This train, Chicago Aurora and Elgin 409 & 431, ran on the interurban line from Chicago to Wheaton, with splits to Elgin and Aurora (thus the name). You can see its extensive route map. Many of the suburbs it traveled to and through now have Metra service and other parts became the Illinois Prairie Path.
Every year at the Illinois Railway Museum in Union, Illinois, volunteers bring out the working condition trains that used to operate on Chicago or Chicagoland tracks: ‘L’ trains, interurbans, and streetcars. This past weekend was “Chicago Day” at IRM. My friend and I rented a Zipcar and drove there, 54 miles from my house in Avondale. According to the article on Wikipedia about IRM, it’s the largest railroad museum in North America.
The museum is a not-for-profit education corporation run completely by volunteers. It’s funded by memberships, donations (both monetary and services, like train car transporting), grants (including from the State of Illinois), entry ticket sales, and sales in the gift shop and of vintage paraphernalia.
We rode only electric trains on this visit (my fifth time), all of which had operated in the city limits of Chicago in the 1900s. Here’s a list of trains we rode:
- Chicago Aurora and Elgin 409 and 431 (above)
- Chicago Rapid Transit 1268 (a wooden car built in 1907)
- Chicago Transit Authority 4290
- Chicago Transit Authority 4391 (also known as the Green Hornet, the last remaining streetcar of its kind)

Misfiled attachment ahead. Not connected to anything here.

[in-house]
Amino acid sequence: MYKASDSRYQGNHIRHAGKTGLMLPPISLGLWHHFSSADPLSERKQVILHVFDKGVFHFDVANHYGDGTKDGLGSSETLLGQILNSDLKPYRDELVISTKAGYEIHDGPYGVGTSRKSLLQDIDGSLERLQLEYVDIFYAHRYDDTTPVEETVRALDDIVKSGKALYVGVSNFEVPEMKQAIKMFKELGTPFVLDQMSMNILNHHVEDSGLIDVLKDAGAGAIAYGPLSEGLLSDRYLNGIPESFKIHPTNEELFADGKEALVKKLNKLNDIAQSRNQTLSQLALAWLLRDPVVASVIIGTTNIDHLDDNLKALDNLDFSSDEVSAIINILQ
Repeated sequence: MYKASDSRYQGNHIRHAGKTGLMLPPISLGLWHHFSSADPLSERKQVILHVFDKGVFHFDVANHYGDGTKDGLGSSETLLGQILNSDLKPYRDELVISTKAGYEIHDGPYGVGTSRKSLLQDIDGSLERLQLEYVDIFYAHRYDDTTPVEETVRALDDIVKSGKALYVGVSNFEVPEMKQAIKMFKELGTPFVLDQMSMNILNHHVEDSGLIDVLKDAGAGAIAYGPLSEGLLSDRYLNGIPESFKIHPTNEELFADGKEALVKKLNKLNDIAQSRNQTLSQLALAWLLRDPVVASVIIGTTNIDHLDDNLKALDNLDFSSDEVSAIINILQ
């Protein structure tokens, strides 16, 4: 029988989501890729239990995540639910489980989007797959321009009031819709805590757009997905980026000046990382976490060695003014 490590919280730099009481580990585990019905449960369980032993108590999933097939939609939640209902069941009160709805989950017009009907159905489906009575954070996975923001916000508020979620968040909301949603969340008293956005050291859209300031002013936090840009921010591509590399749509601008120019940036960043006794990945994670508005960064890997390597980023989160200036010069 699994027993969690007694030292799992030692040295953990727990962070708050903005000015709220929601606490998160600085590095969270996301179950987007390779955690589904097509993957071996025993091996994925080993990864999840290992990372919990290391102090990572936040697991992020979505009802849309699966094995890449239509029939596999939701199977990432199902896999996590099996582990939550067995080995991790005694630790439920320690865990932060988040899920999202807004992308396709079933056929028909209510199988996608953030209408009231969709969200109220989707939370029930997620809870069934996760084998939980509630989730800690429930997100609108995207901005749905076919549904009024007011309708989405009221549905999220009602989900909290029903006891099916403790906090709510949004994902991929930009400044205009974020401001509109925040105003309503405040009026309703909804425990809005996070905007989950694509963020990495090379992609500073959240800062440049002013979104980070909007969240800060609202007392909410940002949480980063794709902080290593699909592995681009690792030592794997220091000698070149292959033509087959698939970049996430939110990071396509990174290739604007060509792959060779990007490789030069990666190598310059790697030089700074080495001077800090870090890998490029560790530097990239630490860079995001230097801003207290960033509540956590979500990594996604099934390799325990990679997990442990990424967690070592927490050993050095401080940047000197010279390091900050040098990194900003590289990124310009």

- Chicago Transit Authority 22
One of the most interesting parts of the trains are that their original advertisements are intact: it’s a great look at the past, where you can understand sentiments at the time about public health, military, politics, and other social norms. For example this photo of an advertisement advising people to “not press their luck” and get vaccinated against polio would be lost on anyone born in the era where only 650 cases are reported around the world in 2011 (and all in Africa or Southeast Asia).
We also visited the bus barn, which held buses used by Pace and the Chicago Transit Authority. Not all of them worked. One bus couldn’t go in reverse but needed an oil change. So a worker used a CTA bus to tow the Pace bus.
The museum has trains from before Metra was created in 1984, when commuter trains were privately operated by the railroads. Currently, many of the routes are operated by the railroads, but under the direction of Metra, a quasi-governmental transit agency.
This sign on the side of a bus says, “Ride transit and save”. The same is still true today. The American Public Transportation Association (APTA) says that Chicagoans who give up a car and take transit to work will save $975 per month.
The museum even has a transplanted train station that served passengers in Cicero on 50th Avenue.
See the full photoset on Flickr. It’s possible to bike to the museum, by taking your bicycle on the Metra UP-Northwest Line from Northwestern Station to Woodstock station in Woodstock, about 10 miles away.